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Samir Vincent was well positioned for the task at hand when he began his influence and back channel diplomacy campaign with the Iraqis; he had been boyhood friends of two of Saddam Hussein’s closest advisers, Nizaar Hamdoon and Tariq Aziz.
Hamdoon, who died in 2003, was Saddam’s foreign minister, and Tariq Aziz had variously served as Baghdad’s ambassador to the United States, ambassador to the United States, and Iraq’s deputy prime minister.
But Vincent also sought to enlist the help of a Washington insider or lobbyist if his efforts were to have any chance of success.
His initial plan to purchase Iraqi oil through the American Red Cross faced opposition from the U.S. government. Vincent’s partner at the time, an American businessman named John Venners, suggested that they needed “help from some people that he knew very well” who “used to be high up in the government.” Venners recommended William Timmons.
As Time magazine’s Michael Scherer recently reported, Timmons is “a Washington institution,” having worked as a senior aide to every Republican president since Richard Nixon. He also serves as chairman emeritus of Timmons and Company, “a small but influential lobbying firm he founded in 1975 shortly after leaving the White House.”
According to Vincent’s testimony, Timmons immediately opened doors for the Iraqi-American lobbyist. He talked to then-Deputy Secretary of State Lawrence Eagleburger on Vincent’s behalf. He also contacted then-Sen. Bob Dole and John Bolton, then-undersecretary of state for international affairs, to discuss Vincent’s plan.
In a meeting with U.N. officials, Vincent pressed his case armed with “talking points” that Timmons had written for him. Before using them, Vincent said that he first sent the talking points to Nizaar Hamdoon and Tariq Aziz, with Timmons’ approval.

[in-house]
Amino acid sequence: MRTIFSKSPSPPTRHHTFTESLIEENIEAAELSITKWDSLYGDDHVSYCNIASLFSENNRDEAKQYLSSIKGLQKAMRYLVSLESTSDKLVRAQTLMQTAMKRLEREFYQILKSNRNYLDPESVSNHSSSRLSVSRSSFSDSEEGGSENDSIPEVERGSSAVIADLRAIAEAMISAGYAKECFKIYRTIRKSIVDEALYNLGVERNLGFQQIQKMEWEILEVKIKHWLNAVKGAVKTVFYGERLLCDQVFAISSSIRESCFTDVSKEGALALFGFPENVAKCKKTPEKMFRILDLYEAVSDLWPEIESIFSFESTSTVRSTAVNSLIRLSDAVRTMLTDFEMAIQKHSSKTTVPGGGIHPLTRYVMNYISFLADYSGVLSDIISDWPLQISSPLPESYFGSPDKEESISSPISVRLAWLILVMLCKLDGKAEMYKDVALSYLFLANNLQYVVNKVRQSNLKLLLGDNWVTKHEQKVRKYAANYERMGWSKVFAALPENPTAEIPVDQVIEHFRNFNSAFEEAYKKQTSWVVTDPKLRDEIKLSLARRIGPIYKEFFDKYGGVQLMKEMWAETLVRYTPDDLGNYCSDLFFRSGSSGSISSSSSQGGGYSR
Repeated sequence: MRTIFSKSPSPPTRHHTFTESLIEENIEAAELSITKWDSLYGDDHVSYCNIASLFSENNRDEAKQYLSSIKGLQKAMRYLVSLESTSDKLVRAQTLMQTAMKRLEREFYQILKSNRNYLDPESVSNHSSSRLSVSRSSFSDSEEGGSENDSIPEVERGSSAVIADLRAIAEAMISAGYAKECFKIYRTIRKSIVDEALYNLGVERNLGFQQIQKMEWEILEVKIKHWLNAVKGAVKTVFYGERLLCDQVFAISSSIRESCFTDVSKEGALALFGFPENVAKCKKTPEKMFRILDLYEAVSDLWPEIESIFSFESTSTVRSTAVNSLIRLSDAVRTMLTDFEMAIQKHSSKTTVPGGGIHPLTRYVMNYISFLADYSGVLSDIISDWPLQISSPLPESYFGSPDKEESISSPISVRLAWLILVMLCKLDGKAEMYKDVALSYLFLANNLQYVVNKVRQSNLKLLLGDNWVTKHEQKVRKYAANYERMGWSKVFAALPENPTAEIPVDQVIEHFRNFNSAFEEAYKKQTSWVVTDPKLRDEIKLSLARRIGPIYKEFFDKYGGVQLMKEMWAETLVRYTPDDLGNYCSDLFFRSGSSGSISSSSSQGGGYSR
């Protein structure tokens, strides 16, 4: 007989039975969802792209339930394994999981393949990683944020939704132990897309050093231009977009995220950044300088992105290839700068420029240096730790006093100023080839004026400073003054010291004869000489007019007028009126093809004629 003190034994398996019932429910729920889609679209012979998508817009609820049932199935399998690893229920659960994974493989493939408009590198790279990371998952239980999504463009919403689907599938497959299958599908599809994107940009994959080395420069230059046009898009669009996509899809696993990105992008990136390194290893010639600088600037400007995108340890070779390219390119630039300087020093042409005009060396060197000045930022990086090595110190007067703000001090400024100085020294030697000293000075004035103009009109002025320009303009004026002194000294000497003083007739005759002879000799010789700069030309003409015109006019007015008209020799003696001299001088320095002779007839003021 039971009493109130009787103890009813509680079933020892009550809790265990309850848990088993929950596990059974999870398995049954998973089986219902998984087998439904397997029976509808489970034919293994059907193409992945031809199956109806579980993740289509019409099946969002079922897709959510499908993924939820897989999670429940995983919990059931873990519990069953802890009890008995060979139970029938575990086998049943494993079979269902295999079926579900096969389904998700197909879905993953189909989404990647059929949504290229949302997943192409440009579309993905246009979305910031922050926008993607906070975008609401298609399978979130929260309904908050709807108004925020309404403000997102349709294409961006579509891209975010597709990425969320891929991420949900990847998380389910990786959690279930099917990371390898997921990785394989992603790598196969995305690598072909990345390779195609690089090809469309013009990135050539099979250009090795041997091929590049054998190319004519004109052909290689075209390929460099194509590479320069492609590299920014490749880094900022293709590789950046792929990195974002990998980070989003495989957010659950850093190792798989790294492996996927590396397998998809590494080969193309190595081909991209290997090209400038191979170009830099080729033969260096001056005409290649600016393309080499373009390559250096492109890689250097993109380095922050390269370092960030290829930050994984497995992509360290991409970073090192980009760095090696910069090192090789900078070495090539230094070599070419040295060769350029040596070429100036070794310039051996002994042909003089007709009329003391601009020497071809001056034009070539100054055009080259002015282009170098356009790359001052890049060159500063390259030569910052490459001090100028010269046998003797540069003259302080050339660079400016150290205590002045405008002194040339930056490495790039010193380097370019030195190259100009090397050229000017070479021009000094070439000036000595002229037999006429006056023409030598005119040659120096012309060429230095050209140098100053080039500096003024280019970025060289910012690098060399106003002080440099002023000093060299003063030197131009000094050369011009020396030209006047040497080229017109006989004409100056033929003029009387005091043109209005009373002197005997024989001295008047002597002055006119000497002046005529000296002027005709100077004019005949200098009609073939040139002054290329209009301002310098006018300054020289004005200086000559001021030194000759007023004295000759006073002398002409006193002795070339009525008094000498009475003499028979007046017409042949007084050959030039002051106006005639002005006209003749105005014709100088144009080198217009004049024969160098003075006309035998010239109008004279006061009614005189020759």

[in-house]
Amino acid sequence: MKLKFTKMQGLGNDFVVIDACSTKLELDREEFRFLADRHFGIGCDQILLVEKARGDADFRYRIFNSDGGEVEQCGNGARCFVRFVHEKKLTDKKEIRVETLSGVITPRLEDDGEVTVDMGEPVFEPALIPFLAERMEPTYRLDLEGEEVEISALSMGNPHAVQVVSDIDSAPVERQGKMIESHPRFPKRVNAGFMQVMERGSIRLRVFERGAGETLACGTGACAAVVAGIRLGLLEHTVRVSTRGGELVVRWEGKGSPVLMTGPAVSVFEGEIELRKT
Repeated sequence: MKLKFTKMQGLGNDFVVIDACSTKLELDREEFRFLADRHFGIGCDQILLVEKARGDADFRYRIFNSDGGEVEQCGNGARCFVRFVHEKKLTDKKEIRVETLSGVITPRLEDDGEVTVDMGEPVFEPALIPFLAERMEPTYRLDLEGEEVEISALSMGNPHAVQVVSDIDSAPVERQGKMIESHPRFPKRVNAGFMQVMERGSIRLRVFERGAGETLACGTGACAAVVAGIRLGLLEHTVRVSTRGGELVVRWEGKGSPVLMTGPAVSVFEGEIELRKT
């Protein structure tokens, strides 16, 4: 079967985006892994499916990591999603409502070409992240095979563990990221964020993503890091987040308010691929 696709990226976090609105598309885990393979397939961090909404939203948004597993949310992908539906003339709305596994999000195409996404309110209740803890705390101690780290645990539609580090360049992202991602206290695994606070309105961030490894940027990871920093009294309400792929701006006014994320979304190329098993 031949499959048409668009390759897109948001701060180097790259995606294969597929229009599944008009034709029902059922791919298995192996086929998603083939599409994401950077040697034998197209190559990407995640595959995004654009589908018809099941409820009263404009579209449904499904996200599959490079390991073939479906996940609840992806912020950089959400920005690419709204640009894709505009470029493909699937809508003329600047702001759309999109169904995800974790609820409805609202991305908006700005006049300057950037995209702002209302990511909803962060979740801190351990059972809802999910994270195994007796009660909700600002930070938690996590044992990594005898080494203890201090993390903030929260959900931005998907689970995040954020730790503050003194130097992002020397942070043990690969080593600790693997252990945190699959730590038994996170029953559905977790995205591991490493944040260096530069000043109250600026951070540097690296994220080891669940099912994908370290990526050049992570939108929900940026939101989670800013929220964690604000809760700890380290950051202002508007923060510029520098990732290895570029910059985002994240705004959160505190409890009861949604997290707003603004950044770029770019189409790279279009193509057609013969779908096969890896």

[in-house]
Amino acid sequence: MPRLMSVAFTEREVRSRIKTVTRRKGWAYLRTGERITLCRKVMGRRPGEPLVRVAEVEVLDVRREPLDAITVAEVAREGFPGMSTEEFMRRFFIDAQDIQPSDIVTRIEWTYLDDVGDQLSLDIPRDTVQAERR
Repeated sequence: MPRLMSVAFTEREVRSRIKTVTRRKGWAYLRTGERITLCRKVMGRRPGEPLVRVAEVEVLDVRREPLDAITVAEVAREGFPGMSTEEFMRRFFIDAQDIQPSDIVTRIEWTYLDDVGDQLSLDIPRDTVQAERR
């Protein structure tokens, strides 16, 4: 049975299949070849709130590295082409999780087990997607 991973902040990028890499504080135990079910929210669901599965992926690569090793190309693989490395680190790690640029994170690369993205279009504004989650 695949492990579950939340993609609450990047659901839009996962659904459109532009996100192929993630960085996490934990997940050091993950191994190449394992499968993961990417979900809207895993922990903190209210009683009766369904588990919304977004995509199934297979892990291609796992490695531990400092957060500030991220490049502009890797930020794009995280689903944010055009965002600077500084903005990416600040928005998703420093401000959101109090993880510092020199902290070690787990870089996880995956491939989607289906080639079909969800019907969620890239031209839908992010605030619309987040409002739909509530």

After the meeting, Vincent traveled all the way to Baghdad to report back to Tariq Aziz what had occurred. Later, he had another meeting with Hamdoon and Aziz at the United Nations mission in New York to plan on next steps. Vincent testified he made formal minutes of that meeting, typed them up, and then traveled to Washington to personally give them to Timmons. This was routine practice as Vincent, Timmons, and the Iraqis worked together.
Timmons himself was apparently loathe to meet with Hamdoon or Aziz personally. But virtually the entire time they worked together, Vincent would relay to Timmons what the Iraqis had to say and vice versa.
After Vincent’s first meeting with U.N. officials, Aziz and Hamdoon suggested that something called a “non-paper” be presented the next time Vincent met with the same officials. Non-papers are diplomatic communications in which parties can propose positions in writing, but do not have to fear if they leak to the public or press, because they do not officially represent positions of the government.
At the request of Aziz and Hamdoon, Timmons authored the non-paper which Vincent could rely on for that second meeting. Both Aziz and Hamdoon also reviewed the paper before Vincent used it.
On March 15, 1995, Timmons wrote a memo (which is a matter of public record as an exhibit in the case) advocating that they and the Iraqis should enlist the assistance of U.S. oil companies to make their case.
Timmons once again apparently understood that his audience was the Iraqi government. Vincent testified that Timmons gave him the memo knowing that the document was “supposed to solicit the thoughts of the Iraqi government, if this is something they would seriously consider.” Vincent dutifully passed Timmons’ memo on to Nizaar Hamdoon, he testified.
Weeks later, in April 1995, Vincent was summoned to Iraq to meet with Saddam Hussein in Baghdad.
As to Timmons’ claims that he kept his distance from Vincent and Park and did not know much about what they and the Iraqis were up to, this exchange between a federal prosecutor and Vincent once again suggests otherwise:
Q: And when you returned to the United States, did you tell anyone about your visit with Saddam Hussein?
A: I told Bill Timmons and Tongsun Park.